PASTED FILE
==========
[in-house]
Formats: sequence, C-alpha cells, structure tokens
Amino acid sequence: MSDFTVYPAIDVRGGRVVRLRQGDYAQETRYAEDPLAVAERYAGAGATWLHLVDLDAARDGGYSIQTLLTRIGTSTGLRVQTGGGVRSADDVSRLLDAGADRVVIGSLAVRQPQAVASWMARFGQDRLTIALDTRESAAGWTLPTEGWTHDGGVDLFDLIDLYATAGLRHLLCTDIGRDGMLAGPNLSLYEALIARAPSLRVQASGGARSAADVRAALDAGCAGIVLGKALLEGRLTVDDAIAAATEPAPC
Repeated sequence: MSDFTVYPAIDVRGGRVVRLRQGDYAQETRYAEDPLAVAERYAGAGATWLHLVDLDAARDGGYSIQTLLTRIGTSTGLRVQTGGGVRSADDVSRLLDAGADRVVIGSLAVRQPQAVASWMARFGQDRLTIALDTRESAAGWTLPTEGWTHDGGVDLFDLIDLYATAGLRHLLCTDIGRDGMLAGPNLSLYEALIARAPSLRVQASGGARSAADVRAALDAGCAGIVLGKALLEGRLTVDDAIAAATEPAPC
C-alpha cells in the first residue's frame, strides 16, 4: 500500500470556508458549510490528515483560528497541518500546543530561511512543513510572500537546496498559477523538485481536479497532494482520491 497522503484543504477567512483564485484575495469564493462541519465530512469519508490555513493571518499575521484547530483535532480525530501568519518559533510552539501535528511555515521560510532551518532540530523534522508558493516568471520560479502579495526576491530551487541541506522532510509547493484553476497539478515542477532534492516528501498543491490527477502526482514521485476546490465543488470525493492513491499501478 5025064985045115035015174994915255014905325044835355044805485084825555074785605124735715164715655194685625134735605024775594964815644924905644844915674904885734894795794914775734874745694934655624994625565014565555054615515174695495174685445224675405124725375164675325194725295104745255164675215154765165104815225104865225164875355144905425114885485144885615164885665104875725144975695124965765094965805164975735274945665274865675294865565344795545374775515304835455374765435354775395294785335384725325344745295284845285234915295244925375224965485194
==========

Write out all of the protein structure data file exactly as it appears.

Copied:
[in-house]
Formats: sequence, C-alpha cells, structure tokens
Amino acid sequence: MSDFTVYPAIDVRGGRVVRLRQGDYAQETRYAEDPLAVAERYAGAGATWLHLVDLDAARDGGYSIQTLLTRIGTSTGLRVQTGGGVRSADDVSRLLDAGADRVVIGSLAVRQPQAVASWMARFGQDRLTIALDTRESAAGWTLPTEGWTHDGGVDLFDLIDLYATAGLRHLLCTDIGRDGMLAGPNLSLYEALIARAPSLRVQASGGARSAADVRAALDAGCAGIVLGKALLEGRLTVDDAIAAATEPAPC
Repeated sequence: MSDFTVYPAIDVRGGRVVRLRQGDYAQETRYAEDPLAVAERYAGAGATWLHLVDLDAARDGGYSIQTLLTRIGTSTGLRVQTGGGVRSADDVSRLLDAGADRVVIGSLAVRQPQAVASWMARFGQDRLTIALDTRESAAGWTLPTEGWTHDGGVDLFDLIDLYATAGLRHLLCTDIGRDGMLAGPNLSLYEALIARAPSLRVQASGGARSAADVRAALDAGCAGIVLGKALLEGRLTVDDAIAAATEPAPC
C-alpha cells in the first residue's frame, strides 16, 4: 500500500470556508458549510490528515483560528497541518500546543530561511512543513510572500537546496498559477523538485481536479497532494482520491 497522503484543504477567512483564485484575495469564493462541519465530512469519508490555513493571518499575521484547530483535532480525530501568519518559533510552539501535528511555515521560510532551518532540530523534522508558493516568471520560479502579495526576491530551487541541506522532510509547493484553476497539478515542477532534492516528501498543491490527477502526482514521485476546490465543488470525493492513491499501478 5025064985045115035015174994915255014905325044835355044805485084825555074785605124735715164715655194685625134735605024775594964815644924905644844915674904885734894795794914775734874745694934655624994625565014565555054615515174695495174685445224675405124725375164675325194725295104745255164675215154765165104815225104865225164875355144905425114885485144885615164885665104875725144975695124965765094965805164975735274945665274865675294865565344795545374775515304835455374765435354775395294785335384725325344745295284845285234915295244925375224965485194